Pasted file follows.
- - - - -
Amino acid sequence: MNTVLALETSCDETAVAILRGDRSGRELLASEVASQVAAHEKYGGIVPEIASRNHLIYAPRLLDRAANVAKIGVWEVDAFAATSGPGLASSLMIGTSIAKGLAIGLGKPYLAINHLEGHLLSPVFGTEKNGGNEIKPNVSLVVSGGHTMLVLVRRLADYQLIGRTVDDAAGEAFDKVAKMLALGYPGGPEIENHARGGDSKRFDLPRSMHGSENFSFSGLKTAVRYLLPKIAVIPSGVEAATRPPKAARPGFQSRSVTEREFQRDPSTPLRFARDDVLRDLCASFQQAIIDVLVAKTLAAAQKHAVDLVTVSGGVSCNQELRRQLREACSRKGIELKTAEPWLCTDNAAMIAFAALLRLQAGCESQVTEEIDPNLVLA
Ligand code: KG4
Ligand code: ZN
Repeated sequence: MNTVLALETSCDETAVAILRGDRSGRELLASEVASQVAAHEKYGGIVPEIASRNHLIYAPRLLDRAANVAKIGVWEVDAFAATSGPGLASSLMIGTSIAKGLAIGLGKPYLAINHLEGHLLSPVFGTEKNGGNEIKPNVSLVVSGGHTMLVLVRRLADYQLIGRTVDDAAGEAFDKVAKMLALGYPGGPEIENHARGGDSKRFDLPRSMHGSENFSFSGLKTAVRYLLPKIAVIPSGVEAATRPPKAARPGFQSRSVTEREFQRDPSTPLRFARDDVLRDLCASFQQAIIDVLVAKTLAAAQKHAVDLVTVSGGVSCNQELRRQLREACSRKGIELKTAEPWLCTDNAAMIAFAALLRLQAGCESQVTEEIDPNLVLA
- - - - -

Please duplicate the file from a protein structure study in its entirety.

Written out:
Amino acid sequence: MNTVLALETSCDETAVAILRGDRSGRELLASEVASQVAAHEKYGGIVPEIASRNHLIYAPRLLDRAANVAKIGVWEVDAFAATSGPGLASSLMIGTSIAKGLAIGLGKPYLAINHLEGHLLSPVFGTEKNGGNEIKPNVSLVVSGGHTMLVLVRRLADYQLIGRTVDDAAGEAFDKVAKMLALGYPGGPEIENHARGGDSKRFDLPRSMHGSENFSFSGLKTAVRYLLPKIAVIPSGVEAATRPPKAARPGFQSRSVTEREFQRDPSTPLRFARDDVLRDLCASFQQAIIDVLVAKTLAAAQKHAVDLVTVSGGVSCNQELRRQLREACSRKGIELKTAEPWLCTDNAAMIAFAALLRLQAGCESQVTEEIDPNLVLA
Ligand code: KG4
Ligand code: ZN
Repeated sequence: MNTVLALETSCDETAVAILRGDRSGRELLASEVASQVAAHEKYGGIVPEIASRNHLIYAPRLLDRAANVAKIGVWEVDAFAATSGPGLASSLMIGTSIAKGLAIGLGKPYLAINHLEGHLLSPVFGTEKNGGNEIKPNVSLVVSGGHTMLVLVRRLADYQLIGRTVDDAAGEAFDKVAKMLALGYPGGPEIENHARGGDSKRFDLPRSMHGSENFSFSGLKTAVRYLLPKIAVIPSGVEAATRPPKAARPGFQSRSVTEREFQRDPSTPLRFARDDVLRDLCASFQQAIIDVLVAKTLAAAQKHAVDLVTVSGGVSCNQELRRQLREACSRKGIELKTAEPWLCTDNAAMIAFAALLRLQAGCESQVTEEIDPNLVLA